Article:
Associations of Psychological Well-Being with Carotid Intima Media Thickness in African American and White Middle-Aged Women

Leila Shahabi, Kelly Karavolos, Susan A. Everson-Rose, Tené T. Lewis, Karen A. Matthews, Kim Sutton-Tyrrell, Lynda H. Powell

Research output: Contribution to journalArticle

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Abstract

Objectives The present cross-sectional study aimed to a) examine associations between measures of psychological well-being, specifically life satisfaction and life engagement, and intima media thickness, a subclinical marker of atherosclerosis; b) investigate if the interaction of psychological well-being and life events correlated with intima media thickness; and c) explore these relationships across race. Methods A sample of 485 women (38% African American and 62% white; mean [standard deviation] age = 50.2 [2.9] years) underwent ultrasonography to assess carotid artery intima media thickness (IMT). The women completed self-report measures of life satisfaction, life engagement, and life events. Results Average (standard deviation) IMT was 0.666 (0.10) mm. Life satisfaction showed a significant, independent, inverse relationship with IMT, after controlling for demographic, behavioral, psychological, and cardiovascular covariates (β =-0.105, p =.039), such that each 1-point higher life satisfaction score was correlated with a significant 0.008-mm lower level of mean IMT. No significant association was seen between life events and IMT (r = 0.05, p =.32), and life satisfaction did not interact with life events on IMT (β =-0.036, p =.46). No significant interaction between life satisfaction and race on IMT was observed (β = 0.068, p =.37). In contrast to life satisfaction, life engagement was not a significant correlate of IMT (r =-0.07, p =.12). Conclusions Life satisfaction, a measure of psychological well-being, is an important independent correlate of subclinical atherosclerosis in middle-aged women.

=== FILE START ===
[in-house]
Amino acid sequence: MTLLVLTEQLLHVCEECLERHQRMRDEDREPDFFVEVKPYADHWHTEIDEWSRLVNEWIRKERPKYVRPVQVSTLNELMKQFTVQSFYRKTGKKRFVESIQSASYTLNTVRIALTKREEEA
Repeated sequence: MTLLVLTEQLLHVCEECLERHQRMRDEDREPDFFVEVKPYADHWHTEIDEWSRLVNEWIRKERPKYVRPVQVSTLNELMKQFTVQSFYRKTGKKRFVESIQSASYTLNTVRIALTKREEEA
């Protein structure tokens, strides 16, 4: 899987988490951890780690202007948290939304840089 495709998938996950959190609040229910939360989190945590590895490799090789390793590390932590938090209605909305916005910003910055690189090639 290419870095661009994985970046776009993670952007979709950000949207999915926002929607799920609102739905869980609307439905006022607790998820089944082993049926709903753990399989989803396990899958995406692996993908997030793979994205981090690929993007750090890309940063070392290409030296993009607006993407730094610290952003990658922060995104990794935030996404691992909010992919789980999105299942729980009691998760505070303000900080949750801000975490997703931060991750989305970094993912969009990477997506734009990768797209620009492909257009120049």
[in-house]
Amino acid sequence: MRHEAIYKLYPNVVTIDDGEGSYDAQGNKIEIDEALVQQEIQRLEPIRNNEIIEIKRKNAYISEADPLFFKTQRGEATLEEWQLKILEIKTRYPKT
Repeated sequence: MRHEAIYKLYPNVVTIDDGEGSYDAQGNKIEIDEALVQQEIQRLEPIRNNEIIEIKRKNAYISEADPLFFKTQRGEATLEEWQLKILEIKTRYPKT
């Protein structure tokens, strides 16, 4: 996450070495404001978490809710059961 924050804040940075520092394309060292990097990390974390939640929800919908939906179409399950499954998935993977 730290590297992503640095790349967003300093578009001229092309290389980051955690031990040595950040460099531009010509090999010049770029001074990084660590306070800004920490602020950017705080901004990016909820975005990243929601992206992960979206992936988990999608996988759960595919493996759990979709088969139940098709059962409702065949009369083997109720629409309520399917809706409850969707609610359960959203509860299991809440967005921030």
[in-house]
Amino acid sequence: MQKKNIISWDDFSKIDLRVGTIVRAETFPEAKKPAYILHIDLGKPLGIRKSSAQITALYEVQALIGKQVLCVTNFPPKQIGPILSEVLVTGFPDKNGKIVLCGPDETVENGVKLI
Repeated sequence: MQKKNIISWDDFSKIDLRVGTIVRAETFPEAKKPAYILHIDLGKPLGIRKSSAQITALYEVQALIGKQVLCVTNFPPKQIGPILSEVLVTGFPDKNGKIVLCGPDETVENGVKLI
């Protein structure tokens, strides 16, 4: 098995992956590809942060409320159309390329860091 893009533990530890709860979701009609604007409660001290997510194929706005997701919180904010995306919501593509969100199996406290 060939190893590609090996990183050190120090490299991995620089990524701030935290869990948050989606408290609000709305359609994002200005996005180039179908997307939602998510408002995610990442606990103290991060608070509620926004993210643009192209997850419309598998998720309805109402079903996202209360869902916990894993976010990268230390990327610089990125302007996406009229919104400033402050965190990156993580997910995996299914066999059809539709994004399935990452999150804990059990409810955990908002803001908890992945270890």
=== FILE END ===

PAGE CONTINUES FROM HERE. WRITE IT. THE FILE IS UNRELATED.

Original languageEnglish (US)
Pages (from-to)511-519
Number of pages9
JournalPsychosomatic medicine
Volume78
Issue number4
DOIs
StatePublished - May 1 2016

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Carotid Intima-Media Thickness
African Americans
Psychology
Atherosclerosis
Carotid Arteries
Self Report

Keywords

  • atherosclerosis
  • intima media thickness
  • life satisfaction
  • psychological well-being
  • race
  • women

Cite this

Associations of Psychological Well-Being with Carotid Intima Media Thickness in African American and White Middle-Aged Women. / Shahabi, Leila; Karavolos, Kelly; Everson-Rose, Susan A.; Lewis, Tené T.; Matthews, Karen A.; Sutton-Tyrrell, Kim; Powell, Lynda H.

In: Psychosomatic medicine, Vol. 78, No. 4, 01.05.2016, p. 511-519.

Research output: Contribution to journalArticle

Shahabi, Leila ; Karavolos, Kelly ; Everson-Rose, Susan A. ; Lewis, Tené T. ; Matthews, Karen A. ; Sutton-Tyrrell, Kim ; Powell, Lynda H. / Associations of Psychological Well-Being with Carotid Intima Media Thickness in African American and White Middle-Aged Women. In: Psychosomatic medicine. 2016 ; Vol. 78, No. 4. pp. 511-519.
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abstract = "Objectives The present cross-sectional study aimed to a) examine associations between measures of psychological well-being, specifically life satisfaction and life engagement, and intima media thickness, a subclinical marker of atherosclerosis; b) investigate if the interaction of psychological well-being and life events correlated with intima media thickness; and c) explore these relationships across race. Methods A sample of 485 women (38{\%} African American and 62{\%} white; mean [standard deviation] age = 50.2 [2.9] years) underwent ultrasonography to assess carotid artery intima media thickness (IMT). The women completed self-report measures of life satisfaction, life engagement, and life events. Results Average (standard deviation) IMT was 0.666 (0.10) mm. Life satisfaction showed a significant, independent, inverse relationship with IMT, after controlling for demographic, behavioral, psychological, and cardiovascular covariates (β =-0.105, p =.039), such that each 1-point higher life satisfaction score was correlated with a significant 0.008-mm lower level of mean IMT. No significant association was seen between life events and IMT (r = 0.05, p =.32), and life satisfaction did not interact with life events on IMT (β =-0.036, p =.46). No significant interaction between life satisfaction and race on IMT was observed (β = 0.068, p =.37). In contrast to life satisfaction, life engagement was not a significant correlate of IMT (r =-0.07, p =.12). Conclusions Life satisfaction, a measure of psychological well-being, is an important independent correlate of subclinical atherosclerosis in middle-aged women.",
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